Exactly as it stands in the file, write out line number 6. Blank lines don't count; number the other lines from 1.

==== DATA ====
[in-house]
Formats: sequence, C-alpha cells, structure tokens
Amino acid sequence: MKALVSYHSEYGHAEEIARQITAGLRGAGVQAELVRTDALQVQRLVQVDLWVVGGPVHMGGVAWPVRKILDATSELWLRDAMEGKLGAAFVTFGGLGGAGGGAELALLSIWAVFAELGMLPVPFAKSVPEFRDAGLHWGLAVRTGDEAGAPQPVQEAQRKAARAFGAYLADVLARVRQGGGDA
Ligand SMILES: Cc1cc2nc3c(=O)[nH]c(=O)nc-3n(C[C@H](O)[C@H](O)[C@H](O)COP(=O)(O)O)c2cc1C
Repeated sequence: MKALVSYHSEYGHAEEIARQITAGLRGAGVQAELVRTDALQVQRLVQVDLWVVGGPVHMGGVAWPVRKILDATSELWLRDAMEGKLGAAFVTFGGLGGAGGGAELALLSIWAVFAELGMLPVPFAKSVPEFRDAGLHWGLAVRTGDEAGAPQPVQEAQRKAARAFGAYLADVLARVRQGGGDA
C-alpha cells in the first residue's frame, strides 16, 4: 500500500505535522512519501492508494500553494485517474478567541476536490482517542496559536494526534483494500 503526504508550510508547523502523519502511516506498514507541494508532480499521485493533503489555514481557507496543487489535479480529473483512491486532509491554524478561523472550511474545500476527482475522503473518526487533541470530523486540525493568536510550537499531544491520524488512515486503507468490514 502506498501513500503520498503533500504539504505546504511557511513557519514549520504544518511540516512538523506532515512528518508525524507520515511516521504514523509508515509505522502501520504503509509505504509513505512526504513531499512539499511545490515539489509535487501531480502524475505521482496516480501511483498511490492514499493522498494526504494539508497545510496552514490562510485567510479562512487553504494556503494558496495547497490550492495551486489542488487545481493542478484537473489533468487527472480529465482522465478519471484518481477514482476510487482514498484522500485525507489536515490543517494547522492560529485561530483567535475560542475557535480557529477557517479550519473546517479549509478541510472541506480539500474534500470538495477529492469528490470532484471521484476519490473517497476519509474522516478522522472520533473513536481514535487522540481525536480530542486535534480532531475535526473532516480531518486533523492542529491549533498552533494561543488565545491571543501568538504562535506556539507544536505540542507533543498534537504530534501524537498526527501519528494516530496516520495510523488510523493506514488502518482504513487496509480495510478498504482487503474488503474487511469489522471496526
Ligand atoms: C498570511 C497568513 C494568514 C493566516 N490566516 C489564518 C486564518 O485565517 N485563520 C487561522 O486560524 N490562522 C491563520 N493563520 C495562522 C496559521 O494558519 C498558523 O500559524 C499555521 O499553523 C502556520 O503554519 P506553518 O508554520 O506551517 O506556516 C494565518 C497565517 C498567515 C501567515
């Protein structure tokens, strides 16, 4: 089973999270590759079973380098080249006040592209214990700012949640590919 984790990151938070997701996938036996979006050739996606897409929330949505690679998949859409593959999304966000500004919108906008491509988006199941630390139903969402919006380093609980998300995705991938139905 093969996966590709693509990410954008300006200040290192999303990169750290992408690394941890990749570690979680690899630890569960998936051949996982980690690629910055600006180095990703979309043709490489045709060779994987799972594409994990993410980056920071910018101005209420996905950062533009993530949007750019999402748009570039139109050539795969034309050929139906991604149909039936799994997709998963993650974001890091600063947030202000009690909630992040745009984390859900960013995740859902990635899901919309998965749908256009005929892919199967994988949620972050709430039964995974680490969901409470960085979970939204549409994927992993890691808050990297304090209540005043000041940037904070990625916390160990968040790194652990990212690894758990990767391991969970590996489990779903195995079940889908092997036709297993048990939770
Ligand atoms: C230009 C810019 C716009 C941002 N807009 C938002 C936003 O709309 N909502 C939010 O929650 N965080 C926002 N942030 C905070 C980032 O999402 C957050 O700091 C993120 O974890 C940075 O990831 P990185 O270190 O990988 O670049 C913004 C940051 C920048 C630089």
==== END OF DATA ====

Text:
C-alpha cells in the first residue's frame, strides 16, 4: 500500500505535522512519501492508494500553494485517474478567541476536490482517542496559536494526534483494500 503526504508550510508547523502523519502511516506498514507541494508532480499521485493533503489555514481557507496543487489535479480529473483512491486532509491554524478561523472550511474545500476527482475522503473518526487533541470530523486540525493568536510550537499531544491520524488512515486503507468490514 502506498501513500503520498503533500504539504505546504511557511513557519514549520504544518511540516512538523506532515512528518508525524507520515511516521504514523509508515509505522502501520504503509509505504509513505512526504513531499512539499511545490515539489509535487501531480502524475505521482496516480501511483498511490492514499493522498494526504494539508497545510496552514490562510485567510479562512487553504494556503494558496495547497490550492495551486489542488487545481493542478484537473489533468487527472480529465482522465478519471484518481477514482476510487482514498484522500485525507489536515490543517494547522492560529485561530483567535475560542475557535480557529477557517479550519473546517479549509478541510472541506480539500474534500470538495477529492469528490470532484471521484476519490473517497476519509474522516478522522472520533473513536481514535487522540481525536480530542486535534480532531475535526473532516480531518486533523492542529491549533498552533494561543488565545491571543501568538504562535506556539507544536505540542507533543498534537504530534501524537498526527501519528494516530496516520495510523488510523493506514488502518482504513487496509480495510478498504482487503474488503474487511469489522471496526